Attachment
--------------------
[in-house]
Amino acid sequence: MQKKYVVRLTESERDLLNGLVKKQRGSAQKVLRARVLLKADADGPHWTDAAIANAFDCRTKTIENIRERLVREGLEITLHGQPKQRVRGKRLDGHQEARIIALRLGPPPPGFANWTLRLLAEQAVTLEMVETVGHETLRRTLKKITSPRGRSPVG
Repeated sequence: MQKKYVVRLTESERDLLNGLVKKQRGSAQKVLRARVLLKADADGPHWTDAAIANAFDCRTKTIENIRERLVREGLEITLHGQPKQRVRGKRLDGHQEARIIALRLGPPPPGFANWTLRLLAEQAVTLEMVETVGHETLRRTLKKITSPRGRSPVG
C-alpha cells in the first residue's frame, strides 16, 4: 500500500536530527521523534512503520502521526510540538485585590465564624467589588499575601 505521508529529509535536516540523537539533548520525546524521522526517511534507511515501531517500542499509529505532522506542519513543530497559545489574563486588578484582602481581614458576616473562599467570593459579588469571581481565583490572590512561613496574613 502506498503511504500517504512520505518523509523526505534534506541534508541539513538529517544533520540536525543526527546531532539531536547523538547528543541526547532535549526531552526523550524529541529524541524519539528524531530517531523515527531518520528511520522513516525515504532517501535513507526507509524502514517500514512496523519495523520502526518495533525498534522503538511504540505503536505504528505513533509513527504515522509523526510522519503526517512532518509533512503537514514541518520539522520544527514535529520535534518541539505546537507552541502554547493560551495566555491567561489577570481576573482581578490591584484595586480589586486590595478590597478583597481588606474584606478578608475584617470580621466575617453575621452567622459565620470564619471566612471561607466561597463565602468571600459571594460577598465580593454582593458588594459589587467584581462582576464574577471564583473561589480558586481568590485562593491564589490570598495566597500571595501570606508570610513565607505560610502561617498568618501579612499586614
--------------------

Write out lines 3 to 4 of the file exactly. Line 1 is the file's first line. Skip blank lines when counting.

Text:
Repeated sequence: MQKKYVVRLTESERDLLNGLVKKQRGSAQKVLRARVLLKADADGPHWTDAAIANAFDCRTKTIENIRERLVREGLEITLHGQPKQRVRGKRLDGHQEARIIALRLGPPPPGFANWTLRLLAEQAVTLEMVETVGHETLRRTLKKITSPRGRSPVG
C-alpha cells in the first residue's frame, strides 16, 4: 500500500536530527521523534512503520502521526510540538485585590465564624467589588499575601 505521508529529509535536516540523537539533548520525546524521522526517511534507511515501531517500542499509529505532522506542519513543530497559545489574563486588578484582602481581614458576616473562599467570593459579588469571581481565583490572590512561613496574613 502506498503511504500517504512520505518523509523526505534534506541534508541539513538529517544533520540536525543526527546531532539531536547523538547528543541526547532535549526531552526523550524529541529524541524519539528524531530517531523515527531518520528511520522513516525515504532517501535513507526507509524502514517500514512496523519495523520502526518495533525498534522503538511504540505503536505504528505513533509513527504515522509523526510522519503526517512532518509533512503537514514541518520539522520544527514535529520535534518541539505546537507552541502554547493560551495566555491567561489577570481576573482581578490591584484595586480589586486590595478590597478583597481588606474584606478578608475584617470580621466575617453575621452567622459565620470564619471566612471561607466561597463565602468571600459571594460577598465580593454582593458588594459589587467584581462582576464574577471564583473561589480558586481568590485562593491564589490570598495566597500571595501570606508570610513565607505560610502561617498568618501579612499586614